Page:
The smaller plaintiffs’ firms thus built up a head of steam that has kept them going, even after the wave of China cases subsided. For the last year or two, following almost every “lawsuit blueprint” announcement, a smaller firm has launched an “investigation” of the company, and smaller firms have initiated an increasing number of cases. Like the China cases, these tend to be against smaller companies. Thus, smaller plaintiffs’ firms have discovered a class of cases – cases against smaller companies that have suffered well-publicized problems that reduce the plaintiffs’ firms’ investigative costs – for which they can win the lead plaintiff role and that they can prosecute at a sufficient profit margin.

To be sure, the larger firms still mostly can and will beat out the smaller firms for the cases they want. But it increasingly seems clear that the larger firms don’t want to take the lead in initiating many of the cases against smaller companies and are content to focus on larger cases on behalf of their institutional investor clients.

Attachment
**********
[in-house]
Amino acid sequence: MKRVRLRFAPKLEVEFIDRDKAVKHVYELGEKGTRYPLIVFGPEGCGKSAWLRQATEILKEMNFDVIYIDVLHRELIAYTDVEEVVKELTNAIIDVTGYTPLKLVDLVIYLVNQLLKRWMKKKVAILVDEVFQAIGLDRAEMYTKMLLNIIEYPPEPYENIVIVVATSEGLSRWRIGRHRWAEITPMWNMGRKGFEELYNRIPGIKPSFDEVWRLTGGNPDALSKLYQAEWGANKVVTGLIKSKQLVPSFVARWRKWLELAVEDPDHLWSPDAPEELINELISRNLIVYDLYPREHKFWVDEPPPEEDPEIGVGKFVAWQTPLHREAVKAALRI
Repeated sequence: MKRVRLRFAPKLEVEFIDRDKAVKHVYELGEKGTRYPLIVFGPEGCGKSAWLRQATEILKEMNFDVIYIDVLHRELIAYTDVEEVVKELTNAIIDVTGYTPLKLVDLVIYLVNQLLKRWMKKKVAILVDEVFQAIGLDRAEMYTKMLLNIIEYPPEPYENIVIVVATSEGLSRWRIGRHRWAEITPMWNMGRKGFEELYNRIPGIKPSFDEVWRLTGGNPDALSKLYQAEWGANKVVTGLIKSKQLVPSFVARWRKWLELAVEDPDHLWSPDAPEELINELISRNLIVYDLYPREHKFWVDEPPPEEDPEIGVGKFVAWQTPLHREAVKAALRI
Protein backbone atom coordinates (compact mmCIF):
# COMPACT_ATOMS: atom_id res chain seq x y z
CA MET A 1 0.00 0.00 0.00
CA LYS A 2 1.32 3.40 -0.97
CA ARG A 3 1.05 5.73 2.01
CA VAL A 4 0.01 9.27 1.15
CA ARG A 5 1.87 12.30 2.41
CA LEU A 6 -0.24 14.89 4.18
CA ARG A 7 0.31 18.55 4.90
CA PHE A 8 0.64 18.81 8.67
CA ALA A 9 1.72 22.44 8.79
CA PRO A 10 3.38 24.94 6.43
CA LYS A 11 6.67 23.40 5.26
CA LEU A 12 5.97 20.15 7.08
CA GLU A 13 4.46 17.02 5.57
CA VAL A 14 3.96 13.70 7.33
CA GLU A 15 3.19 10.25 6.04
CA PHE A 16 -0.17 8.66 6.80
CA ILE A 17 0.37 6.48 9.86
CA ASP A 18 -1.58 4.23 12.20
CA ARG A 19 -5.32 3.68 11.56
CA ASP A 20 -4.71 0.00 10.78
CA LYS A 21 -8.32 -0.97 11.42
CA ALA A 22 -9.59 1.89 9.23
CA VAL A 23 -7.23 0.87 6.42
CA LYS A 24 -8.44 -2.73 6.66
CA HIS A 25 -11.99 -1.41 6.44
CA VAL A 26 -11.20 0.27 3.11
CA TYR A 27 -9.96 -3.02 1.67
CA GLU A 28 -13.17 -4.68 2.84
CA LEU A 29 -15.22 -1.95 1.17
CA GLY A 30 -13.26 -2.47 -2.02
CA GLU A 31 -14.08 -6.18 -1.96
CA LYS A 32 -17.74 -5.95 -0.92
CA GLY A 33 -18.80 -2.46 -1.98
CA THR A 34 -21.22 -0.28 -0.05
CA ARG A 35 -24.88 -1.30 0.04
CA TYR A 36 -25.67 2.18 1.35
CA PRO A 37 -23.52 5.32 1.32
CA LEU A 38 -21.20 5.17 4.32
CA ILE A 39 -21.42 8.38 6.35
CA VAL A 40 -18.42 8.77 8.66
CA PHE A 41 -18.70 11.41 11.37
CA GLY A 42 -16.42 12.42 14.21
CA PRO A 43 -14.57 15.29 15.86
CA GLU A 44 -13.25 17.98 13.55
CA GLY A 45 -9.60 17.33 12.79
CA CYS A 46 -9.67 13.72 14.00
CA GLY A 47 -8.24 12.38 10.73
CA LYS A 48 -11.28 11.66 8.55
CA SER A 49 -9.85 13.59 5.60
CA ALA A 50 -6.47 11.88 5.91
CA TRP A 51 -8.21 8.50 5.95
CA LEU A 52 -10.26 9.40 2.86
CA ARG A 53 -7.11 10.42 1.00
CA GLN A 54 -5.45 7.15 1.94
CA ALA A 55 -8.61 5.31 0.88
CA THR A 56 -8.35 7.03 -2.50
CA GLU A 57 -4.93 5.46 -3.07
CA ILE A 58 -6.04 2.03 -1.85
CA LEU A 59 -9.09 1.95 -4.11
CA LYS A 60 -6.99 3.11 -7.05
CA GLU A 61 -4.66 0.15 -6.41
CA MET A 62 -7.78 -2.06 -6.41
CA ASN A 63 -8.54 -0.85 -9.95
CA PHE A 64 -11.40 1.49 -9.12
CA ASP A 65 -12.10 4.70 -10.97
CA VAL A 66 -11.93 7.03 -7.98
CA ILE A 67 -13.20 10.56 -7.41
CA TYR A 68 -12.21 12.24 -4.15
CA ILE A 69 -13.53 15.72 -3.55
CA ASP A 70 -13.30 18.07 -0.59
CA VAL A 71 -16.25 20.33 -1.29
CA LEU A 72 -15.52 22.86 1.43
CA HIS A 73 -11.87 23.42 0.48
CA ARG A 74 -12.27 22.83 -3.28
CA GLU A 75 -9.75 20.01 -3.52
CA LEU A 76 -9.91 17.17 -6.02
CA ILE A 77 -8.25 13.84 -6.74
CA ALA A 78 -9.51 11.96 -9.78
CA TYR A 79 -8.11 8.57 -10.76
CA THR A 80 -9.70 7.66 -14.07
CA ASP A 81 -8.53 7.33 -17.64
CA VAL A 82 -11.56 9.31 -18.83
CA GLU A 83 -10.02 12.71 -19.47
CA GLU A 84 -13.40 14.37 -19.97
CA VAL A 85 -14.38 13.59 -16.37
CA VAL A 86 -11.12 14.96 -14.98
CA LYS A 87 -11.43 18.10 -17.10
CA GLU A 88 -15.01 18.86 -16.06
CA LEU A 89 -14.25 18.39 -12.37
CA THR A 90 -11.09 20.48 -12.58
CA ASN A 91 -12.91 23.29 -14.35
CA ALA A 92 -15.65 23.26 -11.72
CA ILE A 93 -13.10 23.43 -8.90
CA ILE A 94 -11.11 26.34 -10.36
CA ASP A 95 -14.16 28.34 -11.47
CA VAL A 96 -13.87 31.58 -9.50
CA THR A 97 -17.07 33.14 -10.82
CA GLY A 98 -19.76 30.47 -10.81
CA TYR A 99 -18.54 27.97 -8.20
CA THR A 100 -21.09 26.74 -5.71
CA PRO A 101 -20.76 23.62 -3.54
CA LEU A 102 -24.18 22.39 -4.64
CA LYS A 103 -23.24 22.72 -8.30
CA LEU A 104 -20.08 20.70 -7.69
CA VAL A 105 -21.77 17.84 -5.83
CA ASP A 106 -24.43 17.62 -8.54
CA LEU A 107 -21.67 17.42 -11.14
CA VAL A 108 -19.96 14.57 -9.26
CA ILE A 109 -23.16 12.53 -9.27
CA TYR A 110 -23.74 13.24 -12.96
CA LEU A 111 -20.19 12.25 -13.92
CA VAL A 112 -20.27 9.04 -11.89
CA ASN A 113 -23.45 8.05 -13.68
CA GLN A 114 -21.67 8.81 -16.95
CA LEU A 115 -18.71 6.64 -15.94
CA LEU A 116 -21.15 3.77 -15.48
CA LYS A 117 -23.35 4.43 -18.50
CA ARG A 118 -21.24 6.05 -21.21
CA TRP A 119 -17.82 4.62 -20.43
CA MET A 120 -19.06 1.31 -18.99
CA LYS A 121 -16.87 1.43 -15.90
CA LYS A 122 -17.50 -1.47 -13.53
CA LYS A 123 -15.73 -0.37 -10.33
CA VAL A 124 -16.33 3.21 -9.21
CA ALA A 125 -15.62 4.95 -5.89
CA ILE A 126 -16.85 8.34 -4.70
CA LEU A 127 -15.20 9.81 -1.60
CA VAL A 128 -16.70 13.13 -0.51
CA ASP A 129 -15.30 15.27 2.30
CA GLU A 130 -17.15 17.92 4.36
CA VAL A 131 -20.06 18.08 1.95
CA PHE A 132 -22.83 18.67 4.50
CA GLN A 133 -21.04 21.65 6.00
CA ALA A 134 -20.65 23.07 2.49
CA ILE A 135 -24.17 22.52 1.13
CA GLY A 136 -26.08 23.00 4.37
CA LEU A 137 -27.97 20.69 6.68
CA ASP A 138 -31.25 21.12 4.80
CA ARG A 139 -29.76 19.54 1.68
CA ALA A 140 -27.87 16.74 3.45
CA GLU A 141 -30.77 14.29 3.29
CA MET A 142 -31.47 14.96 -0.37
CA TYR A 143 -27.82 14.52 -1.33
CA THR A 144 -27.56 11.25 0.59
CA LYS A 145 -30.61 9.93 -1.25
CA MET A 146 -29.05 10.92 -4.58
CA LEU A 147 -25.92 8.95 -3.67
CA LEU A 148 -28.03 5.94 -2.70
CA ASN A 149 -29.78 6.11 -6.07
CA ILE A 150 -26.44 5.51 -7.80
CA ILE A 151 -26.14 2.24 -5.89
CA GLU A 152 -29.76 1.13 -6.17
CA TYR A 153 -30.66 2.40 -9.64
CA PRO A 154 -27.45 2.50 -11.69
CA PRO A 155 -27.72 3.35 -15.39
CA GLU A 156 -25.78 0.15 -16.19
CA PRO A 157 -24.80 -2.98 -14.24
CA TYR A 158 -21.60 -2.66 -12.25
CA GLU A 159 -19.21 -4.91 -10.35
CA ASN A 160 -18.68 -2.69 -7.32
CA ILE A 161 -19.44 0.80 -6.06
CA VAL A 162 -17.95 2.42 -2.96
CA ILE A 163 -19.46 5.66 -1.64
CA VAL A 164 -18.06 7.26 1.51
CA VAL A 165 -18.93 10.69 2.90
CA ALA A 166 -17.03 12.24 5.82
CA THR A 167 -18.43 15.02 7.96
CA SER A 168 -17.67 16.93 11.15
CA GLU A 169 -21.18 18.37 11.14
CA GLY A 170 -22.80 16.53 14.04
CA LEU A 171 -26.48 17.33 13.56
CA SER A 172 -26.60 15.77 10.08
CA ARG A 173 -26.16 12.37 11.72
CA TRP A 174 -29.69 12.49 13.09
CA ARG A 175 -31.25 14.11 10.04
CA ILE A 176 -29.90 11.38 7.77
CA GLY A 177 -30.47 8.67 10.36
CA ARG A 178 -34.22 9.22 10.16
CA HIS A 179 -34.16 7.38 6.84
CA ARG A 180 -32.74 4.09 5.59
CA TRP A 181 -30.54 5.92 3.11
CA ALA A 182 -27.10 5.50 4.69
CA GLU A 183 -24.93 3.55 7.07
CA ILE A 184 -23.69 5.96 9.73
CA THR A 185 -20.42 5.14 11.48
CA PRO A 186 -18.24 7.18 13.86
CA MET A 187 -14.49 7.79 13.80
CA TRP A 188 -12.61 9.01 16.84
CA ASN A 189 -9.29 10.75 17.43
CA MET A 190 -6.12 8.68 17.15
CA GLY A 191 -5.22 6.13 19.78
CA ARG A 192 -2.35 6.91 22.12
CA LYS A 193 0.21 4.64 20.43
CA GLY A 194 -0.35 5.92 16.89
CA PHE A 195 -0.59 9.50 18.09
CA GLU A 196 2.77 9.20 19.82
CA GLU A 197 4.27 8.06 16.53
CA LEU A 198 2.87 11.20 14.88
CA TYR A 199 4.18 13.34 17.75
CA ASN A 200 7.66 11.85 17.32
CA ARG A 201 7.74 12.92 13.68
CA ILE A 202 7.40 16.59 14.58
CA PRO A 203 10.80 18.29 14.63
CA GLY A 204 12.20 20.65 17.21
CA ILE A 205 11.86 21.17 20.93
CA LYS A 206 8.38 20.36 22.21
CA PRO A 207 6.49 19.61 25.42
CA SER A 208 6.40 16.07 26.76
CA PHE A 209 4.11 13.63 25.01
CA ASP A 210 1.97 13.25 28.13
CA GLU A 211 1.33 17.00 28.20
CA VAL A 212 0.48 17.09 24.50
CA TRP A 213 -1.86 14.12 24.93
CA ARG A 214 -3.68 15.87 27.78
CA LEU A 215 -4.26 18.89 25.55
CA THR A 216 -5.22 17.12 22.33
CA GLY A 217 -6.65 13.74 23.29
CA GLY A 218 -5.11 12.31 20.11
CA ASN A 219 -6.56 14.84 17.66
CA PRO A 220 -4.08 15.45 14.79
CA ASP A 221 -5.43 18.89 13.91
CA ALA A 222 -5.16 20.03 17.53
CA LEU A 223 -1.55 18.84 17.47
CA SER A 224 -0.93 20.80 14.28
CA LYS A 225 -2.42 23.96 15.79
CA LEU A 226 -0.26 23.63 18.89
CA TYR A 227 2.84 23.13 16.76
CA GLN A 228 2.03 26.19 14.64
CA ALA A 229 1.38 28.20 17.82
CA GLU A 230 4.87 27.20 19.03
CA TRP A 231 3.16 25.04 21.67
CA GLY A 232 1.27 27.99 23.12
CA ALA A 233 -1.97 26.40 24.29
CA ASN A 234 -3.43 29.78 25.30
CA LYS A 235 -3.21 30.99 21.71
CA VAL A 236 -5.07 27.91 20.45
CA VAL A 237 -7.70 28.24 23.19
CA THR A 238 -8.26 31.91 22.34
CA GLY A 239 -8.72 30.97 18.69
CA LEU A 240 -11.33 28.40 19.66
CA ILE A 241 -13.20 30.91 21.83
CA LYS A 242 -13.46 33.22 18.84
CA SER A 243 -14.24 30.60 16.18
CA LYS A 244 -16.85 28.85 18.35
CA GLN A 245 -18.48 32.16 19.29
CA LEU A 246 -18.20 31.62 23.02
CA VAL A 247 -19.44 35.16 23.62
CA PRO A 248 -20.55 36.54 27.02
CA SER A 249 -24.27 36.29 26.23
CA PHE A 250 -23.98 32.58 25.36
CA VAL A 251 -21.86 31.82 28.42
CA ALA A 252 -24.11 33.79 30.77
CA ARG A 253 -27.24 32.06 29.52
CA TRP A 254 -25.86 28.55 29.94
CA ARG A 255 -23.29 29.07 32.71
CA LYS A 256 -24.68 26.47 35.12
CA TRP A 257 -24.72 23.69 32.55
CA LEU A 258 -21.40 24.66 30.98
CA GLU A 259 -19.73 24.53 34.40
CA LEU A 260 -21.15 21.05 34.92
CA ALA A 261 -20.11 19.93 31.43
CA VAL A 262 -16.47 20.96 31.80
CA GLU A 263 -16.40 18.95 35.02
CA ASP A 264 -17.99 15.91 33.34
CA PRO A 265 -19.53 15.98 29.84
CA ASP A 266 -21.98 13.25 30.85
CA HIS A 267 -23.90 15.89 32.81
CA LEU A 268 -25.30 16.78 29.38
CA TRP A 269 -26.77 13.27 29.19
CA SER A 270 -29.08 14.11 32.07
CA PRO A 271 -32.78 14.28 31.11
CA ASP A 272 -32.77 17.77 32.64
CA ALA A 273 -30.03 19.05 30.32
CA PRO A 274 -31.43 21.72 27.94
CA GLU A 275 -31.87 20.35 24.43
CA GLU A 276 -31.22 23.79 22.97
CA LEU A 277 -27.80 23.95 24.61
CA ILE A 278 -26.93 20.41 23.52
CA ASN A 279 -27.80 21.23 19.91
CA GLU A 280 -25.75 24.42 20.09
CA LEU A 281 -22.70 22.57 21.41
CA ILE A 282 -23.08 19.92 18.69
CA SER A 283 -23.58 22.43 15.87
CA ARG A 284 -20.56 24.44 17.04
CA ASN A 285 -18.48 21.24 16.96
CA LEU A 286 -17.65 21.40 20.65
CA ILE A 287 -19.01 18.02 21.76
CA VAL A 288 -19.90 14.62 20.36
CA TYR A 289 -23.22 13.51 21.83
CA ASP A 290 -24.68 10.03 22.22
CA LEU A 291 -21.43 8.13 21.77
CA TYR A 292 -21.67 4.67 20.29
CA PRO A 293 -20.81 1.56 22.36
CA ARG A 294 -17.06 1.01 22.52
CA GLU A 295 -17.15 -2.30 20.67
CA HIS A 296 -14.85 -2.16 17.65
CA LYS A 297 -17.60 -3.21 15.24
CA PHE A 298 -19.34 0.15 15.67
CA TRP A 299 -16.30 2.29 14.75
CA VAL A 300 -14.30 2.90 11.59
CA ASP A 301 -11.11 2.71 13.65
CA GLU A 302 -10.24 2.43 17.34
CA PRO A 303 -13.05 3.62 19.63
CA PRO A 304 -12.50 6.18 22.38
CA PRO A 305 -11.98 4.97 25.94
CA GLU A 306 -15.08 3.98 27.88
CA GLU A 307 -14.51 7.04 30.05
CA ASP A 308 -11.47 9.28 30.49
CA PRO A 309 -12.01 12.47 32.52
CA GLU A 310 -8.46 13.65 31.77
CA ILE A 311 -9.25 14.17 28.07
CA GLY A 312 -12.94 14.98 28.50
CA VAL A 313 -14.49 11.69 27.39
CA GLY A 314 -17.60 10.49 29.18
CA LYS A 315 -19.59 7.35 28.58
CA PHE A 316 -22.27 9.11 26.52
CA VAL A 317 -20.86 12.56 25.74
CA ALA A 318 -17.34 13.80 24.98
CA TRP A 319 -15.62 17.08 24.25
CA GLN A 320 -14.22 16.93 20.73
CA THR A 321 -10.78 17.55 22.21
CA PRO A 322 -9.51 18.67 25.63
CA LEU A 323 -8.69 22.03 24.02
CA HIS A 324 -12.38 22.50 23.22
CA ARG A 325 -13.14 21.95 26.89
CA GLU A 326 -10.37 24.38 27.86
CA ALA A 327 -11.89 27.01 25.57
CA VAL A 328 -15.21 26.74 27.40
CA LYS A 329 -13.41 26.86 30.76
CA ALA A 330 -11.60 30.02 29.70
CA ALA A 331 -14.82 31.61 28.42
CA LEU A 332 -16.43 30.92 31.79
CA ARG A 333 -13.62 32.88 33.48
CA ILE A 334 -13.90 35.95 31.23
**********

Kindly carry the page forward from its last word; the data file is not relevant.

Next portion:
These dynamics are confirmed by recent securities litigation filing statistics. Cornerstone Research’s “Securities Class Action Filings: 2014 Year in Review” concludes that (1) aggregate market capitalization loss of sued companies was at its lowest level since 1997 and (2) the percentage of S&P 500 companies sued in securities class actions “was the lowest on record.” Cornerstone’s “Securities Class Action Filings: 2015 Midyear Assessment” reports that two key measures of the size of cases filed in the first half of 2015 were 43% and 65% lower than the 1997-2014 semiannual historical averages. NERA Economic Consulting’s “Recent Trends in Securities Class Action Litigation: 2014 Full-Year Review” reports that 2013 and 2014 “aggregate investor losses” were far lower than in any of the prior eight years. And PricewaterhouseCoopers’ “Coming into Focus: 2014 Securities Litigation Study” reflects that, in 2013 and 2014, two-thirds of securities class actions were against small-cap companies (market capitalization less than $2 billion) and that one-quarter were against micro-cap companies (market capitalization less than $300 million). These numbers confirm the trend toward filing smaller cases against smaller companies, so that now, most securities class actions are relatively small cases.